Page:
The year had not been without event at the university—only in February, a merger had been effected joining Parsons with The New School. Three months later, graduating students were hard at work getting ready for their end of year showcase at Parsons’ uptown building. For the nation, these had been years of tumultuous protest—against the war in Vietnam, and for civil rights and women’s rights—but by the end of 1969, even a disillusioned and shocked population had hopes that the troops would be withdrawn. Nixon’s announcement, on April 30th, 1970, of the expansion of the war into Cambodia was perceived as a reversal. Four days later, the National Guard at Kent State University in Ohio shot, killed and wounded unarmed students. Campuses across the country exploded, calling for a nation-wide strike.
On May 7, at Parsons, 650 students voted not only to suspend classes but also to cancel the end of year show that they felt would be a ‘travesty’ at this time; instead, the students mounted a radically different exhibition, demonstrating how “an academic institution can function in dissent at the height of its productive powers,” as the Parsons dean phrased it. Created over four feverish days by students, faculty and administrators working together, and led by the student council, it included posters, graphics, photographs, drawings, sculpture and installations. Fierce, direct and anguished, the swift-grown exhibition packed a “crude socko,” as one critic put it.
During the same period downtown, student-organizing committees, with the initial support of the faculty and the administration, had turned The New School Graduate Faculty’s new home, 65 5th Avenue, into a center for rallying protest. Over the course of the next twenty days, however, the university’s perception of student ferment went from legitimate action to disruptive occupation. It ended in the removal of students from the building by the police at the request of the administration.
The 5th Avenue building was also home to The New School Art Center whose director, Paul Mocsanyi, had a progressive bent, organizing exhibitions on provocative social and political themes. He invited the Parsons students to re-mount their exhibition downtown.
Critics writing about the My God! lamented its limited impact outside the university as they recognized the political potential of techniques of persuasion. Within the school itself, the powerful possibilities of this moment of merger—of art, design and politics—would be unclear for a long while. The strategies of the two student bodies, uptown and downtown, were distinct—one deploying its arsenal of art, design and visual methods to serve a political rather than a corporate end, and the other, enlisting its training in politics and theory toward political organizing and demonstration. This historical episode prefigures The New School’s current commitment to the intersections of design and social research.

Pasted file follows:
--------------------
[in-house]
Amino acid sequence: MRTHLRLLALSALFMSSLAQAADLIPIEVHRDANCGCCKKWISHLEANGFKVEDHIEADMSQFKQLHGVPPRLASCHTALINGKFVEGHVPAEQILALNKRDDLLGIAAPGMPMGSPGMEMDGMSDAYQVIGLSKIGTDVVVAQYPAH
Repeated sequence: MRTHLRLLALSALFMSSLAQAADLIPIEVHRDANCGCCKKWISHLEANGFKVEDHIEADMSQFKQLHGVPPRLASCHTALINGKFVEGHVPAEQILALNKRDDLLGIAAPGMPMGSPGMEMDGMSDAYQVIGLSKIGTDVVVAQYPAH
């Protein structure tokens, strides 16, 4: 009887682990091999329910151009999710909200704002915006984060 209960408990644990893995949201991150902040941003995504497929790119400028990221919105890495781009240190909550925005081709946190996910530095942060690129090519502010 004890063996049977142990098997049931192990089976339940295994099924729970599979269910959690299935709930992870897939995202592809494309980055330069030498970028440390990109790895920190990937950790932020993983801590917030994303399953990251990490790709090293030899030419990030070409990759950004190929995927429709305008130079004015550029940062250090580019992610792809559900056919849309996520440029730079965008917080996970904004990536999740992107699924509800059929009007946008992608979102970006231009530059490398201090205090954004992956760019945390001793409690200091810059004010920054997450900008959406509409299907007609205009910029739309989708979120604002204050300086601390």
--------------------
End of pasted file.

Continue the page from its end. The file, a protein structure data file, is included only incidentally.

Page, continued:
This pivotal junction raises several questions. Can multi-disciplinary training encourage more effective social and political intervention? Is the university, as an institution, able to handle the far-reaching effects of its own education on the students? What are the limits of productive and effective forms of student dissent?
See exhibition catalog HERE.
The New School for Social Research celebrates its fiftieth anniversary. Its Graduate Faculty has only recently moved from the iconic Joseph Urban building on 12th Street, and its 11th Street extension, to a new building at 65 Fifth Avenue, formerly Lane’s Department Store. The campus of the New School is now divided between two locations. The following February, the school will expand further in a merger with Parsons.
Nixon announces on television that the U.S. has begun incursions into Cambodia to clear out “major enemy sanctuaries.” He had been elected in 1968 on a promise to end the Vietnam War. In 1969, the killings by U.S. soldiers of unarmed civilians in the My Lai massacre had come to light and a new draft lottery was instituted creating further opposition. However, troop withdrawals were believed to be underway by 1969. The Cambodian incursion is seen as a betrayal and protests escalate across the country.
Ohio National Guardsmen open fire at unarmed students at Kent State University. Four are killed and nine wounded. Some were protesters and others simply on their way to classes. John Filo’s Pulitzer Prize winning photograph of a young woman, Mary Ann Vecchio, kneeling over the body of Jeffrey Miller becomes the iconic symbol of the killings. Campuses across the country erupt in response.
Images used by students as exhibition source material. From photograph by John Paul Filo, Valley Daily News and Daily Dispatch (Tarentum and New Kensington, Pennsylvania)